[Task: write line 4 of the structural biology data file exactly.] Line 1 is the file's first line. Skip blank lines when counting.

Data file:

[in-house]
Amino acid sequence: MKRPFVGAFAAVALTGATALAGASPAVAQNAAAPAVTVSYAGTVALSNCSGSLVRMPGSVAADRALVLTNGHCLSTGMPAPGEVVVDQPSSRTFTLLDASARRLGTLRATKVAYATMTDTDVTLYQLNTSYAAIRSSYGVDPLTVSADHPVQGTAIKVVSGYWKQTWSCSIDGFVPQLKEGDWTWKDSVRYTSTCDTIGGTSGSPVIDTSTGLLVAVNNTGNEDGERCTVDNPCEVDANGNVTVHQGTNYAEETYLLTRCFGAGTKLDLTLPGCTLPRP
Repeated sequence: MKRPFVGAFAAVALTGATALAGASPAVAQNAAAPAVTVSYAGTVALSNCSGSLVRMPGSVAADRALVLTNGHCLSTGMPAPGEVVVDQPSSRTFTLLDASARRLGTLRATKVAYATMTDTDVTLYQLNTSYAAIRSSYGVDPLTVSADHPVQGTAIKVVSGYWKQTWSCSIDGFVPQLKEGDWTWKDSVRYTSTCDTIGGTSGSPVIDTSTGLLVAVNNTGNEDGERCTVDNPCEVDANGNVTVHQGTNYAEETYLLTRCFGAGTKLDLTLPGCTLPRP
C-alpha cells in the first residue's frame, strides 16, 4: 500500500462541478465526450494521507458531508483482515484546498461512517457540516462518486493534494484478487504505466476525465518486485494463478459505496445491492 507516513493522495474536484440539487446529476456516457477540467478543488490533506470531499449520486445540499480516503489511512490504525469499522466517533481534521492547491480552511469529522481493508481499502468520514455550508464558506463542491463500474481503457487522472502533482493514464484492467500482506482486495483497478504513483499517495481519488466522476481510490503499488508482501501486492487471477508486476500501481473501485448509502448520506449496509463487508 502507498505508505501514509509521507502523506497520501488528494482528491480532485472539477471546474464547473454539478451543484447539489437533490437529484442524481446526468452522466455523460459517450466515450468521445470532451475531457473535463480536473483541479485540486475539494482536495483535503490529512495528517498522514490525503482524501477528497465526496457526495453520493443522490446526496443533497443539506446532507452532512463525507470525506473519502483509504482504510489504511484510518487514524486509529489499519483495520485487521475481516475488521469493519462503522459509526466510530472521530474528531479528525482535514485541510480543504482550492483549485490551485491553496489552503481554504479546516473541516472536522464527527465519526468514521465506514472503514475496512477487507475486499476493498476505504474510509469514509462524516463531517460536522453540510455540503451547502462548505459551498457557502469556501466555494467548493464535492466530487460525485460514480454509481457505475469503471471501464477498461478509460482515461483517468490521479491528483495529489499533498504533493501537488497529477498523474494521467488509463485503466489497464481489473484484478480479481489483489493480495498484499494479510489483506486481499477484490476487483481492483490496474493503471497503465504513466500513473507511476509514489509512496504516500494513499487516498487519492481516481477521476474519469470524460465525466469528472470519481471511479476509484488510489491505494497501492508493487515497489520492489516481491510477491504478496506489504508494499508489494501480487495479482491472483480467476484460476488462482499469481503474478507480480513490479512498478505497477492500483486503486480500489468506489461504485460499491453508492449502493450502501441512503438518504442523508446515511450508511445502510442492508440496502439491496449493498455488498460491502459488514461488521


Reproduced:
C-alpha cells in the first residue's frame, strides 16, 4: 500500500462541478465526450494521507458531508483482515484546498461512517457540516462518486493534494484478487504505466476525465518486485494463478459505496445491492 507516513493522495474536484440539487446529476456516457477540467478543488490533506470531499449520486445540499480516503489511512490504525469499522466517533481534521492547491480552511469529522481493508481499502468520514455550508464558506463542491463500474481503457487522472502533482493514464484492467500482506482486495483497478504513483499517495481519488466522476481510490503499488508482501501486492487471477508486476500501481473501485448509502448520506449496509463487508 502507498505508505501514509509521507502523506497520501488528494482528491480532485472539477471546474464547473454539478451543484447539489437533490437529484442524481446526468452522466455523460459517450466515450468521445470532451475531457473535463480536473483541479485540486475539494482536495483535503490529512495528517498522514490525503482524501477528497465526496457526495453520493443522490446526496443533497443539506446532507452532512463525507470525506473519502483509504482504510489504511484510518487514524486509529489499519483495520485487521475481516475488521469493519462503522459509526466510530472521530474528531479528525482535514485541510480543504482550492483549485490551485491553496489552503481554504479546516473541516472536522464527527465519526468514521465506514472503514475496512477487507475486499476493498476505504474510509469514509462524516463531517460536522453540510455540503451547502462548505459551498457557502469556501466555494467548493464535492466530487460525485460514480454509481457505475469503471471501464477498461478509460482515461483517468490521479491528483495529489499533498504533493501537488497529477498523474494521467488509463485503466489497464481489473484484478480479481489483489493480495498484499494479510489483506486481499477484490476487483481492483490496474493503471497503465504513466500513473507511476509514489509512496504516500494513499487516498487519492481516481477521476474519469470524460465525466469528472470519481471511479476509484488510489491505494497501492508493487515497489520492489516481491510477491504478496506489504508494499508489494501480487495479482491472483480467476484460476488462482499469481503474478507480480513490479512498478505497477492500483486503486480500489468506489461504485460499491453508492449502493450502501441512503438518504442523508446515511450508511445502510442492508440496502439491496449493498455488498460491502459488514461488521